Even as official figures confirmed huge leaps in grain production throughout Australia since drought stunted crops in 2002, the winter crop of 2004 suffered from a dry start to the season. Winter grains normally require rain in September. In 2004, little rain fell across much of eastern Australia’s crop-growing regions. Some rain did fall in the Southeast in October and November, but it came too late for the winter grain crop. The approaching summer brought high temperatures and strong winds in October and November, which desiccated the crops and other vegetation. As a result, below average yields are expected, says James Crutchfield, a crop analyst at the United States Department of Agriculture’s Foreign Agricultural Service. The drop in production could be difficult for farmers in those areas suffering from their third consecutive season of drought.
The impact of the dry, hot weather is visible in this image, based on vegetation “greenness” data collected by the Moderate Resolution Imaging Spectroradiometer (MODIS) on NASA’s Terra satellite. (Satellite observations of vegetation are commonly represented using a scale called the Normalized Difference Vegetation Index, or NDVI.) Observations collected by MODIS between October 15-30, 2004, were compared to a three-year average of conditions for the same time period. By comparing current measurements with a long-term average, we can tell how healthy and dense the vegetation is compared to normal. Regions that are drier and less healthy than in the previous three years are shown in brown, while areas of greener-than-normal vegetation are shown in green.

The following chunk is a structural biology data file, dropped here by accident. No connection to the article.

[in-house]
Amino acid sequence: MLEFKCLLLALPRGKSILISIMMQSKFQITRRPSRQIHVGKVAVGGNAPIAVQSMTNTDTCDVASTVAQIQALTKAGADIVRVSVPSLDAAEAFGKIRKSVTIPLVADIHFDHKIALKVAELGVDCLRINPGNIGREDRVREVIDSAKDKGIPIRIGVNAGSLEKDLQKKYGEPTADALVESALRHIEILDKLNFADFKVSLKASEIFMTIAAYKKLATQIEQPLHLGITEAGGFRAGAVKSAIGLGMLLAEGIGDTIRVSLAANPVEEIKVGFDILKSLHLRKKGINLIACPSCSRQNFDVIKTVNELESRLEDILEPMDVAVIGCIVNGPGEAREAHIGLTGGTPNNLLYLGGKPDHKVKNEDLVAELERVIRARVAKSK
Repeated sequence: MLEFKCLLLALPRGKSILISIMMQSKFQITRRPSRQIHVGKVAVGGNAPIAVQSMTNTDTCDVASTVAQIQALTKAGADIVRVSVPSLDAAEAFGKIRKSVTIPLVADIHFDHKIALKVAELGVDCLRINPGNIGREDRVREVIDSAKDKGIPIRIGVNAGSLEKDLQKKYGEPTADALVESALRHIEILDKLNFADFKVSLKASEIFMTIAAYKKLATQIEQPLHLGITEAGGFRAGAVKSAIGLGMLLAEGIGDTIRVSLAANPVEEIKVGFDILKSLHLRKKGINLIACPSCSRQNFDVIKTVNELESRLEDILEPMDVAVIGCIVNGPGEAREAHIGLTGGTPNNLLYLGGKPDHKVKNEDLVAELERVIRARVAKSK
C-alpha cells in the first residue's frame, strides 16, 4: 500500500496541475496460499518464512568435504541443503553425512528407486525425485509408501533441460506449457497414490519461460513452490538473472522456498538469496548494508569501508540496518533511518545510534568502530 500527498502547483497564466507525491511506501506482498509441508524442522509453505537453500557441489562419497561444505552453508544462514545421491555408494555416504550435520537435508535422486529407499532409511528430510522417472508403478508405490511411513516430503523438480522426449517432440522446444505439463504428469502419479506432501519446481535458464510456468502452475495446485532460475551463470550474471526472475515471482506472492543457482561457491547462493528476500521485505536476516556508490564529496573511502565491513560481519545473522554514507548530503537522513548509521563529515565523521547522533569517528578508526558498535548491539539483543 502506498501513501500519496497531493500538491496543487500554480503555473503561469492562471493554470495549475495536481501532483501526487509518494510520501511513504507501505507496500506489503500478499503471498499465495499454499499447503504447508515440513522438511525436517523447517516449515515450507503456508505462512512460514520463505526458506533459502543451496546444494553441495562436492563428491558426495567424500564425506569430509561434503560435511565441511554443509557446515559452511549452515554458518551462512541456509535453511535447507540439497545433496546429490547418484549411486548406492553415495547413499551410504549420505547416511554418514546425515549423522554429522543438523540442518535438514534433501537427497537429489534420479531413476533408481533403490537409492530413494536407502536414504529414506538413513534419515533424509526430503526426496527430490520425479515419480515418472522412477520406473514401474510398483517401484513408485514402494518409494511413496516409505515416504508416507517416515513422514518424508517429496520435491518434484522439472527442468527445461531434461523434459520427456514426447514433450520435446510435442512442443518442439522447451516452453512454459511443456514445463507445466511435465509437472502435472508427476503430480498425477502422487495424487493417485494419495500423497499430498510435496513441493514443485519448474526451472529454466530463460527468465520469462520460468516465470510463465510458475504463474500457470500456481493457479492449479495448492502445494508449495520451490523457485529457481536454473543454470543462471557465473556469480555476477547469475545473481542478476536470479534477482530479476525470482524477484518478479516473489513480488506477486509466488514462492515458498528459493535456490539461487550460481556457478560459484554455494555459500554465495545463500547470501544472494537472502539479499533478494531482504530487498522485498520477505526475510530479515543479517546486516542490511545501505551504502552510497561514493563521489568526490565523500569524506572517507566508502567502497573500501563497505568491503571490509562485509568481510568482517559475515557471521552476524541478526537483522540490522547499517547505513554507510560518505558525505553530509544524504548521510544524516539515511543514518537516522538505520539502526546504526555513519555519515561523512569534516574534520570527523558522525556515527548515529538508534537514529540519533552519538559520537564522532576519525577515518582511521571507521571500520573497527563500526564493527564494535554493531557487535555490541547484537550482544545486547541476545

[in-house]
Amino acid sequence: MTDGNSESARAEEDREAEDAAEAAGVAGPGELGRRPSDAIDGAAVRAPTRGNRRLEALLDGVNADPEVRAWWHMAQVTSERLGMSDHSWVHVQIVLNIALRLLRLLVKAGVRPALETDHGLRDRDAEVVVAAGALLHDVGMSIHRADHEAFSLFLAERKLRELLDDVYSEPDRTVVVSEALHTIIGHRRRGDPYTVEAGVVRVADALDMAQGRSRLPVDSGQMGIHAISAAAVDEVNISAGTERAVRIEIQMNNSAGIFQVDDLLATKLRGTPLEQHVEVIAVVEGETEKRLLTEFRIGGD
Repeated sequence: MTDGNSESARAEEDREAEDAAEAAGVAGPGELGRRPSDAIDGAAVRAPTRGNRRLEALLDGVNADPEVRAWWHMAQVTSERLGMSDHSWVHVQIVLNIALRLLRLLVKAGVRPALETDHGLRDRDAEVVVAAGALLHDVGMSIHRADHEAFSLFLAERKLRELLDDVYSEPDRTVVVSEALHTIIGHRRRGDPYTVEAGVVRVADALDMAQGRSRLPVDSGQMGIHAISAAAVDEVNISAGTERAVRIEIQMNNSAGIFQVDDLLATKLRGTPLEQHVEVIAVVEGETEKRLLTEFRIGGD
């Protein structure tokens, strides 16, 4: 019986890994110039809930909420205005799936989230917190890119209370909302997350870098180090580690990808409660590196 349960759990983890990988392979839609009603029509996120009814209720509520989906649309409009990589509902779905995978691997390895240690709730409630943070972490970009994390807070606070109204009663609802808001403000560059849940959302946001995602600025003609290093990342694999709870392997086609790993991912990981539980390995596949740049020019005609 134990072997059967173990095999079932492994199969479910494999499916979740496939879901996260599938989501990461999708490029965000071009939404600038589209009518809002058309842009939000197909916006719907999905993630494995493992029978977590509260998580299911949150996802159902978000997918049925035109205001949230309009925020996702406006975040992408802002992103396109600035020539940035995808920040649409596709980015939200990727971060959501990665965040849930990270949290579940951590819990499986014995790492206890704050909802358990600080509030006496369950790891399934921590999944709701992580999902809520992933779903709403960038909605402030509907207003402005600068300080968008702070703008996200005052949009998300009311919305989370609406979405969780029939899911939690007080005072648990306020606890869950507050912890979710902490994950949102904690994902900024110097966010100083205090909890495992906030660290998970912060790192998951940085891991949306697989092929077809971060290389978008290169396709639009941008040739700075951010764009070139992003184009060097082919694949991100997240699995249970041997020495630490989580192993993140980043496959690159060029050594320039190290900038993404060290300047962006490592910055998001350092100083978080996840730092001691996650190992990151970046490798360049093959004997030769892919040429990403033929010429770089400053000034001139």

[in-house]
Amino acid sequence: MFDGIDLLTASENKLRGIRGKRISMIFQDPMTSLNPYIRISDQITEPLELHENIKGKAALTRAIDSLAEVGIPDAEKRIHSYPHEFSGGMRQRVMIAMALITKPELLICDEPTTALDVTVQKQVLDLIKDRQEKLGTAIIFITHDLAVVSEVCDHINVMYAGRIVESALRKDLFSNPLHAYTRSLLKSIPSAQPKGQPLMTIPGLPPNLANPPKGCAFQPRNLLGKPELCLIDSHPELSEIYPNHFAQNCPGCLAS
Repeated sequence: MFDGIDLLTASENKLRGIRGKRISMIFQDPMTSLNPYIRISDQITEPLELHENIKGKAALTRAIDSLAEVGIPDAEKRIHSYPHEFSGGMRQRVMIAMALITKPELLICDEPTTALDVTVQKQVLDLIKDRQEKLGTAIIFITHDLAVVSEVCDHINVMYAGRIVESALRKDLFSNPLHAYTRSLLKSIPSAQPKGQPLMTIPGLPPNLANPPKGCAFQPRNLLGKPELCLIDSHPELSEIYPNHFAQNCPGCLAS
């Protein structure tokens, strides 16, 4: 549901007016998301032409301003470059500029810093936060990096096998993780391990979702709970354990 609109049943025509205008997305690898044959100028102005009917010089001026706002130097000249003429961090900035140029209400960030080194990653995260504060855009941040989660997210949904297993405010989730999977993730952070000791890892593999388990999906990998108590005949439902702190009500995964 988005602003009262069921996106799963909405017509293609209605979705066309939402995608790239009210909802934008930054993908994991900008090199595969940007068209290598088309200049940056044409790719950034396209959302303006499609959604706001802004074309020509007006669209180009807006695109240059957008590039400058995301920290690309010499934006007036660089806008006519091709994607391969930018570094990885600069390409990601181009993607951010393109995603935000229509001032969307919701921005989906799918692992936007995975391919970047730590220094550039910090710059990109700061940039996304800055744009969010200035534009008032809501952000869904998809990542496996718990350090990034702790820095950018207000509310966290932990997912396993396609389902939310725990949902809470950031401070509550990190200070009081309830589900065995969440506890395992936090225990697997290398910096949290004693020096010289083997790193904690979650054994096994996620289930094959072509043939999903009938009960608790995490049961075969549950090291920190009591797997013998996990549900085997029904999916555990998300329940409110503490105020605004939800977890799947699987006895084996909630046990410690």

The lower left corner of the image shows a pattern of dryness in southern New South Wales, Victoria, and South Australia. The strips of tan and green within the brown area coincide with the boundaries of three national parks. The parks are areas of native vegetation, but the surrounding regions have been planted with rain-fed crops. The native vegetation shows little response to the dry spring; the surrounding regions are much more stressed than normal. The arch of dark green that curves from the northeast across the dry area corresponds to the Great Dividing Range Mountains where much of Australia’s rain falls. On the coastal side of the mountains, the southeastern tip of Australia also appears to be dry.
The third area that seems to be stressed by a dry spring is some of the coastal areas of southern Queensland. In this area, a separate analysis of a type of energy called “outgoing longwave radiation,” revealed to scientists the most stressed locations correspond to areas where fewer clouds than normal gathered in 2004. For a related story on the use of outgoing longwave radiation measurements for monitoring clouds and rain, see “Early Dry Season in Southeast Asia.”)
The image also reveals some good news. The region of bright green in northern New South Wales shows healthy vegetation where a bumper wheat crop is expected.>
NASA image of NDVI anomaly by Jesse Allen using MODIS data provided by Inbal Reshef as part of the Global Agricultural Monitoring Project involving NASA, USDA’s Foreign Agricultural Service (FAS), and the University of Maryland. Assaf Anyamba from the Goddard Earth Sciences Technology Center, and James Crutchfield with FAS, contributed to the caption as part of the same partnership. More data and information about this joint project is available at Satellite Information for Agricultural Monitoring.